Cody_in_Baltimore OP t1_jeakq85 wrote

From the article

>David Linthicum, the man accused of shooting two Baltimore County Police officers and sparking a dayslong manhunt, fired into a wall of his home in Cockeysville “as an attempt to have himself killed through something popular culture unfortunately refers to as ‘suicide by cop,’” his attorneys said.
That possible explanation for why he first opened fire was among several new details to emerge in a motion for bail that Linthicum’s attorneys, Deborah Katz Levi and James Dill, filed on March 24 in Baltimore County Circuit Court. They’re asking a judge to release their client on home detention with GPS monitoring and the ability to seek mental health treatment.
>For almost two weeks after his arrest, Linthicum was kept naked in a cell with a piece of plastic for a blanket and the lights on for 24 hours per day. The conditions of his incarceration in the Baltimore County Detention Center, they said, have hardly improved.
Linthicum is now locked in a small concrete room for 23 hours per day. He has no access to recreation or educational materials. And because of time constraints, he must often choose between taking a shower or calling his loved ones, they said.
“Housing someone who was suicidal to begin with in a jail cell for twenty-three hours a day, with no access to exercise, recreation, or even reading materials, is tantamount to torture,” Levi and Dills wrote in the motion.


Cody_in_Baltimore OP t1_je1cfim wrote

>Maryland’s second-highest court has reinstated the conviction of Adnan Syed, ruling that a “new, legally compliant and transparent hearing” that does not violate the rights of victim Hae Min Lee’s family should take place.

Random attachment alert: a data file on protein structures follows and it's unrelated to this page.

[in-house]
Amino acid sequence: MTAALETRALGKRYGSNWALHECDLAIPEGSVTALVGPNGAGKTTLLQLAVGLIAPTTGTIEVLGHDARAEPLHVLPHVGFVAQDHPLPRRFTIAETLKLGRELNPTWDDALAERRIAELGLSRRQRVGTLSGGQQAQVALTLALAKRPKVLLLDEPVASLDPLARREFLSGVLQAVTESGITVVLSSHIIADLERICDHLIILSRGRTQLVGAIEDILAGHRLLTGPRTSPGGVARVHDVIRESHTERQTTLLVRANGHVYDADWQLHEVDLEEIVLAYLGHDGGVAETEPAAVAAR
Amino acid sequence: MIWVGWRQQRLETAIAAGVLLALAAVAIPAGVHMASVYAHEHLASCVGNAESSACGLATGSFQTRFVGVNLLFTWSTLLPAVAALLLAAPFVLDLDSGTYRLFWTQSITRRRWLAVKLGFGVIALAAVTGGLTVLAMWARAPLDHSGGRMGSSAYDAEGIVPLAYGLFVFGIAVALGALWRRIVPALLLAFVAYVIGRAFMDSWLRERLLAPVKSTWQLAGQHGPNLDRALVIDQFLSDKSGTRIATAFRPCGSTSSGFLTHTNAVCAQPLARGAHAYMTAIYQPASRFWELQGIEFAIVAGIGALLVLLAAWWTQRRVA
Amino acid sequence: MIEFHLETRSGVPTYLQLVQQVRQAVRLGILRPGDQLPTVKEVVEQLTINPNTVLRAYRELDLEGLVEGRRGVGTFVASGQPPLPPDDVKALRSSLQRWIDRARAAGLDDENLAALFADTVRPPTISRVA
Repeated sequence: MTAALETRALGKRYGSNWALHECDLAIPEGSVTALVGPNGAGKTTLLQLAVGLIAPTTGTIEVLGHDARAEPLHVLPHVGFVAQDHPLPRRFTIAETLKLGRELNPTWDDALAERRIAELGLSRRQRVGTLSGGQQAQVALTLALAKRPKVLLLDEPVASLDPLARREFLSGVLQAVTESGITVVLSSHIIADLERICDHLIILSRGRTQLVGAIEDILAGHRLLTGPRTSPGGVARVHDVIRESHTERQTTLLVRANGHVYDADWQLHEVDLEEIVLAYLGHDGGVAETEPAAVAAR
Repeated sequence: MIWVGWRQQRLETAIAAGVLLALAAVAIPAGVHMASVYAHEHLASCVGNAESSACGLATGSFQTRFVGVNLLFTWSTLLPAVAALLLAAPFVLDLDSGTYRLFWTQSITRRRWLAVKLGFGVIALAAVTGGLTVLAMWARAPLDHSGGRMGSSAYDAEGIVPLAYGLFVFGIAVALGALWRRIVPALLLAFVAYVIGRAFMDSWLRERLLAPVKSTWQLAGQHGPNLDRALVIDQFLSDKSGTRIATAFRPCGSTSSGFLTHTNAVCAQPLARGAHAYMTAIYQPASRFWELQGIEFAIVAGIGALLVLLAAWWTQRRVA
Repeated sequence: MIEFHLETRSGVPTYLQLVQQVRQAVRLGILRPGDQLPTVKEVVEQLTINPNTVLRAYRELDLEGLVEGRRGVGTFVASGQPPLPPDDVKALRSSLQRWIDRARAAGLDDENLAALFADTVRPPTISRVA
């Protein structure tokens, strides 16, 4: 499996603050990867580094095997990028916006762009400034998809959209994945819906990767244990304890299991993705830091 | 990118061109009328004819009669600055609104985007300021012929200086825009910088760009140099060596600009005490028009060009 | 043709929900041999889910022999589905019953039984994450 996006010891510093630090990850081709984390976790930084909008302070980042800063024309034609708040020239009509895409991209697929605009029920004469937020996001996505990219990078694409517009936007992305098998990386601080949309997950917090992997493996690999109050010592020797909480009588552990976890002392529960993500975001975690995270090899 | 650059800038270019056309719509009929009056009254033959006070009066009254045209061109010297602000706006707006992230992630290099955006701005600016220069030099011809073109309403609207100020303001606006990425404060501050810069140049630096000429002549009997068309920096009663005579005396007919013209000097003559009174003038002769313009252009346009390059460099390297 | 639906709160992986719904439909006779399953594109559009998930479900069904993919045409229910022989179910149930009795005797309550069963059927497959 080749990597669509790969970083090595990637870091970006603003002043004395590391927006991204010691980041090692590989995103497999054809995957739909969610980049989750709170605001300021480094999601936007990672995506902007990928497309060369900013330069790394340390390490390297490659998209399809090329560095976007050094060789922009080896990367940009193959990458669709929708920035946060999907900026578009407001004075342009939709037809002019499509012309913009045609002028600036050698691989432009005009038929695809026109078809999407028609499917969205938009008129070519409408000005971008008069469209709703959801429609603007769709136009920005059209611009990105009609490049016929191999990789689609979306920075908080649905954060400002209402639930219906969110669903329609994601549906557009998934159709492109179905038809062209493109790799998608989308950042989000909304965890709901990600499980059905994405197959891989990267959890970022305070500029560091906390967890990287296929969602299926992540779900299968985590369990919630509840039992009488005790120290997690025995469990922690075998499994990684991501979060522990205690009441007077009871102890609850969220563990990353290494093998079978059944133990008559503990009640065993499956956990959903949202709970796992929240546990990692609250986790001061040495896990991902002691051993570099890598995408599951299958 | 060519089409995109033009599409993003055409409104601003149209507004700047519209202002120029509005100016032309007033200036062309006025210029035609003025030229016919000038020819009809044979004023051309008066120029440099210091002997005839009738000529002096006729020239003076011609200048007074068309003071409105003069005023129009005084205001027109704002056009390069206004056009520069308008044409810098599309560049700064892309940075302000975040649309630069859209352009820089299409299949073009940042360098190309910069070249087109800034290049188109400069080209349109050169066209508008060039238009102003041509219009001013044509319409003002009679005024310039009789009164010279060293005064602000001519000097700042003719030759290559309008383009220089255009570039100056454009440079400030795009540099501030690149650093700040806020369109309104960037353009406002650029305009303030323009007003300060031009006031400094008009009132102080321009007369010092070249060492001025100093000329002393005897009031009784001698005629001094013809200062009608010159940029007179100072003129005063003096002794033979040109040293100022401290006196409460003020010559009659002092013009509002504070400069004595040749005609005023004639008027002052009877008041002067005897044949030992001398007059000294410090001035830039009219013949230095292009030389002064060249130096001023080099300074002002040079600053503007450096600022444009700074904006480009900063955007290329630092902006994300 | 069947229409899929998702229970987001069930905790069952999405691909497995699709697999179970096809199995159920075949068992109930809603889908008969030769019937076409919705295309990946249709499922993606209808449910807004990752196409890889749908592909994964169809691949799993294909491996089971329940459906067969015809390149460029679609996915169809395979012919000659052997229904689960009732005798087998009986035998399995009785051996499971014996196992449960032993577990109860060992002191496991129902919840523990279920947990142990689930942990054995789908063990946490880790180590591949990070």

The ruling is likely to be appealed to the Maryland Supreme Court.
>“Because the circuit court violated Mr. Lee’s right to notice of, and his right to attend, the hearing on the State’s motion to vacate ... this Court has the power and obligation to remedy those violations, as long we can do so without violating Mr. Syed’s right to be free from double jeopardy,” the court wrote in an opinion posted Tuesday afternoon.
“We can do that, and accordingly, we vacate the circuit court’s order vacating Mr. Syed’s convictions, which results in the reinstatement of the original convictions and sentence.”


Cody_in_Baltimore OP t1_jdxnik8 wrote

>Mayor Brandon Scott announced Monday the city will not allow a Baltimore contractor treating shipments of toxic waste collected at an Ohio train derailment to discharge the treated water into the city’s wastewater system.
“Make no mistake — I stand against any efforts that could compromise the health and safety of our residents, and the environment,” he said, adding that he extends sympathy to the East Palestine community but that he must protect local residents.
>In a letter sent to officials at the Baltimore Department of Public Works last Wednesday, Clean Harbors said it expects to handle an initial load of 675,000 gallons of rainwater, stream water and collected water near the derailment site. It is set to depart by train on Thursday for the company’s industrial waste processing plant in the 1900 block of Russell Street near Interstate 95.
A Clean Harbors representative did not immediately respond to a request for comment.


Cody_in_Baltimore OP t1_jdo175u wrote

>Wednesday’s incident is one of the deadlier work zone crashes across the U.S. and in Maryland between 1980 and 2020, according to a Banner analysis of Fatality Analysis Reporting System data maintained by the National Highway Traffic Safety Administration.
In Maryland alone during that time period, there were only two crashes that resulted in more than six fatalities. Nationally, there were fewer than 400 crashes that deadly.


Cody_in_Baltimore OP t1_jdmo71s wrote